With a skillful use of only 101 elements, Markus Rollbühler takes a deep dive into adventure with 101 Bricks: Dangerous Descent. There are tons fun details, but did you recognize the rocky Bionicle baseplates (turned on their side) that form the walls? I also love the use of monochrome minifigures as carved statues in the background. Looks like there’s some history behind the golden T-Rex. (Hold on. How did an ancient culture know about T-Rexes? Man, this build is just full of mysteries.)
This build is actually a continuation of the story Markus started in 101 Bricks: Discovery. The part limit comes from the RogueOlympics, a contest that has lead to a lot of great featured builds. Check our archives out for more compact goodness from the event!
A cozy temple tucked into a jungle cave
I’m often reminded that good landscaping can really make or break LEGO scenes or buildings. When builders like Jake Hansen build their structure right into the landscape through – chef’s kiss – words are hard to describe how good it can look. Jake is pretty masterful at LEGO landscaping, and his new pieces never cease to amaze me. The composition of slopes gives the perfect look of natural stone. The natural curves of the landscape perfectly nestle the structures of this hidden jungle temple and the smooth spring water it surrounds. A couple features I’d like to point out are the curving staircase, brilliantly constructed out of flags, and the table made from a brown witch king’s crown. Does anyone else wish this was a real place we could go and explore?
Iron Man got his start somewhere
With Avengers: Endgame now in theatres, many fans have been looking back to the roots of the Marvel Cinematic Universe (MCU) before watching the latest installment. As his own tribute to the first movie in the series, Patrick B. built a memorable scene from 2008’s Iron Man, the first movie in the MCU. Here you see the cave in Afghanistan where Tony Stark built the first Iron Man suit with the help of Ho Yinsen.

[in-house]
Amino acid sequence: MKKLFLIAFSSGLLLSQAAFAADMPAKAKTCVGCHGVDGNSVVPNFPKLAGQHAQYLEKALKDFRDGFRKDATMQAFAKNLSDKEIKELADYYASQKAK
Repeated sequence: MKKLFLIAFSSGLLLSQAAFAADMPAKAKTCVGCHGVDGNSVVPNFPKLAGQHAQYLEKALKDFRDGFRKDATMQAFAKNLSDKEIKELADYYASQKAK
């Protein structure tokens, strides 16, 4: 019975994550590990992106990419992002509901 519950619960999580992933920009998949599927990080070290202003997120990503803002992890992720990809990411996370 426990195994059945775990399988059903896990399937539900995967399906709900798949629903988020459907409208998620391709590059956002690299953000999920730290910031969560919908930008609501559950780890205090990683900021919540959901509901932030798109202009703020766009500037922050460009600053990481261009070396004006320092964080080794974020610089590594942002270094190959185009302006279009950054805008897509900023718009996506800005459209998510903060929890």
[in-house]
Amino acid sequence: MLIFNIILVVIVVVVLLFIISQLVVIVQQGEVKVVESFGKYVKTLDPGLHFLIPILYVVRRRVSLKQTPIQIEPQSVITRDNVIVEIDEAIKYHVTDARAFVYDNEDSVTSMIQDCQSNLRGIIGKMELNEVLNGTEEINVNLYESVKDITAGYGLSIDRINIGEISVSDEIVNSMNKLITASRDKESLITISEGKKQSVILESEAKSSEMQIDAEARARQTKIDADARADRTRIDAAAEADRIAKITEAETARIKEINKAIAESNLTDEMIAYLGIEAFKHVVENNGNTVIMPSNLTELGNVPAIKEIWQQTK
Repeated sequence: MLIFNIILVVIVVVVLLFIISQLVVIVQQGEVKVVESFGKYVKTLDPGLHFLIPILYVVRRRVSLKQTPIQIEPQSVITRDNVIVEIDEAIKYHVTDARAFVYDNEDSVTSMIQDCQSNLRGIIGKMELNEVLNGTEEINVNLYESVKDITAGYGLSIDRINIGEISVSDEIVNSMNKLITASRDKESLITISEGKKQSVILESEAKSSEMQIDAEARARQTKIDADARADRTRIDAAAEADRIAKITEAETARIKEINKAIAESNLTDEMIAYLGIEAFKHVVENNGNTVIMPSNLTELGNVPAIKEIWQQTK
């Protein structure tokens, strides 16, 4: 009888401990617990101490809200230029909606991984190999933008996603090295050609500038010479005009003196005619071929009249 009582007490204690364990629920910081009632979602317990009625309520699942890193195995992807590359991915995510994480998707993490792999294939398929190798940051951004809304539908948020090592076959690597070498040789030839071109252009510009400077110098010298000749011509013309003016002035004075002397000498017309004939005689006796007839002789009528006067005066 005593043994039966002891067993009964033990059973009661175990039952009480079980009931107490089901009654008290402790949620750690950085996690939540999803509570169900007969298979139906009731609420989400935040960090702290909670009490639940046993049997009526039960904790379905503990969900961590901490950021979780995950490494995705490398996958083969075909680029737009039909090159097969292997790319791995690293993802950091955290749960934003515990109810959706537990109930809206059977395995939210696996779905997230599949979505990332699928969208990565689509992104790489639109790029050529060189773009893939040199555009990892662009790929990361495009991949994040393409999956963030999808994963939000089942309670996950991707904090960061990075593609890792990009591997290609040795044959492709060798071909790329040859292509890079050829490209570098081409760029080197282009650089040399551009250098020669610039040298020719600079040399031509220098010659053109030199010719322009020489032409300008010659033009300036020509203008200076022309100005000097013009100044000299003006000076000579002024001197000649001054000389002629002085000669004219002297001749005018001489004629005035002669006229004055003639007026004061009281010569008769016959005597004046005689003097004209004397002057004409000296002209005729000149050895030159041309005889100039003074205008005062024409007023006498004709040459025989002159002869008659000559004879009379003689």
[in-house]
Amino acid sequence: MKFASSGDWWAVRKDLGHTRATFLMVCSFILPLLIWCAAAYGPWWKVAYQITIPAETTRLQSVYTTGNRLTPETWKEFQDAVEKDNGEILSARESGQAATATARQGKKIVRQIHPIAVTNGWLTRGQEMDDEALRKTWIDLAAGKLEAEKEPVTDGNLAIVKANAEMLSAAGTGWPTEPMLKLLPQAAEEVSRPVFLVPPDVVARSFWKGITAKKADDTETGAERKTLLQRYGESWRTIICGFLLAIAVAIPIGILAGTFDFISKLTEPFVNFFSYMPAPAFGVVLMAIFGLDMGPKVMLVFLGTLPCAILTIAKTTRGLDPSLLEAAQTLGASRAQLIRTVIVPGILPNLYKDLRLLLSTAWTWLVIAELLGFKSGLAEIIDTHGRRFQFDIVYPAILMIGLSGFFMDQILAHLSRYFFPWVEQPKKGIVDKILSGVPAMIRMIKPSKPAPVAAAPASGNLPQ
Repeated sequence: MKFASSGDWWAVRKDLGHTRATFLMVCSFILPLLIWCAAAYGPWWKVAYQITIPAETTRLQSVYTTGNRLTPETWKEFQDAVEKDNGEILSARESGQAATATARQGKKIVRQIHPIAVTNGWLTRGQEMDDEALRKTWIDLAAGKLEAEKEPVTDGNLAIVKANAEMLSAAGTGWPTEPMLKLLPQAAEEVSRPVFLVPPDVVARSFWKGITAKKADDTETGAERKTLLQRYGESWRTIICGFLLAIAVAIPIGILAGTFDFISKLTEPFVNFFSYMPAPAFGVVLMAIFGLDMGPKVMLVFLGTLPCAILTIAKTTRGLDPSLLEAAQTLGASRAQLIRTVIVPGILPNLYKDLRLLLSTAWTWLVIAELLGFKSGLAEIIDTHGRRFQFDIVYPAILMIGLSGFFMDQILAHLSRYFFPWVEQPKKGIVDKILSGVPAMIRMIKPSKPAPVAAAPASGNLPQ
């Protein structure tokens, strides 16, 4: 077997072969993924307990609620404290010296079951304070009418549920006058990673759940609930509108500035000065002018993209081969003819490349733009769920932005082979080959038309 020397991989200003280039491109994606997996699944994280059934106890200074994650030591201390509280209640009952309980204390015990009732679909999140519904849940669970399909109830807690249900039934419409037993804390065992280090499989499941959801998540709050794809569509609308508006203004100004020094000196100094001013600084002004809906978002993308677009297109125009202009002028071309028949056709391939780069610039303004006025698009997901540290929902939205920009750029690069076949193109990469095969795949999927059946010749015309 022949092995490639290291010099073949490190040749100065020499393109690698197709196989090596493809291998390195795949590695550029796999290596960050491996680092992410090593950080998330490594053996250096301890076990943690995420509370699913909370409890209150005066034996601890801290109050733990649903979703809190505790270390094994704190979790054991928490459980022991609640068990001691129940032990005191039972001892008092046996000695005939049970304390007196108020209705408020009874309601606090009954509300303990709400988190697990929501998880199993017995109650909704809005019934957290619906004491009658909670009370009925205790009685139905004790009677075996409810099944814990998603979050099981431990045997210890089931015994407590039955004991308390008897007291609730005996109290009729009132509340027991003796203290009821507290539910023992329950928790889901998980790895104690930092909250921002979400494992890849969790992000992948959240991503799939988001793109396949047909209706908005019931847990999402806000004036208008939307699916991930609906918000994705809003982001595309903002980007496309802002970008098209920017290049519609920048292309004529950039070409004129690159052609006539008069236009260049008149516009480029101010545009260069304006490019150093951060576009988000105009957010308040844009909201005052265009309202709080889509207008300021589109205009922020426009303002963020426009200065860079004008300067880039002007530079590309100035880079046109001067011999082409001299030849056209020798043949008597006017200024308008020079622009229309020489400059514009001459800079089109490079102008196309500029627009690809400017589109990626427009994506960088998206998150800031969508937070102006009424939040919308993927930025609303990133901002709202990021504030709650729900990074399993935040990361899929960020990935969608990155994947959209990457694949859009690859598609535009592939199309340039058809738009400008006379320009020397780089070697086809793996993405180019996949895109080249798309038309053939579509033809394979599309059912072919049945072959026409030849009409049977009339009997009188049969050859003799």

The cave is littered with various pieces of technology, storage, and trash, all created using interesting parts combinations, or printed and stickered elements. The backdrop is constructed appropriately grittily, with the mixed brick and plate simulating a ramshackle wall and magic wands, droid arms, carrot stems, and whips pushing through as tree roots, making the structure look a bit unstable. The half-built Mark 1 Iron Man suit is a real gem; take a look and see what pieces you can see used in unconventional ways as different aspects of the suit of armour.
A microscale recreation of Predjama Castle from Slovenia
Seeing one of your national icons made in LEGO always gives a wholesome sense of civic pride, like the Mount Rushmore build we shared recently surely did for our American readers. However, living in a small country like Slovenia as I do can make such events scarce at best. Luckily for me, Isaac Snyder has given me this satisfaction and luckily for you, he has informed you about the largest cave castle in the world. Predjama Castle was first mentioned in 1274 as a small defensive fortress built inside a cavern with 6,5 kilometres of cave systems and a vertical 130-meter high cliff behind it. In 1570 it was expanded in the Renaissance style and remains this way to the present day.
The microscale build captures the real castle perfectly, as you can see from the reference used by Isaac. The build looks simple at first glance, until you start looking at the seams between bricks and notice how many difficult half-plate offsets and angles are scattered throughout the build. The landscaping is spot-on too, from the slanted cliff extending over the castle to the grass-covered hillside below. My favourite part is the staggered bricks on the side of the rightmost tower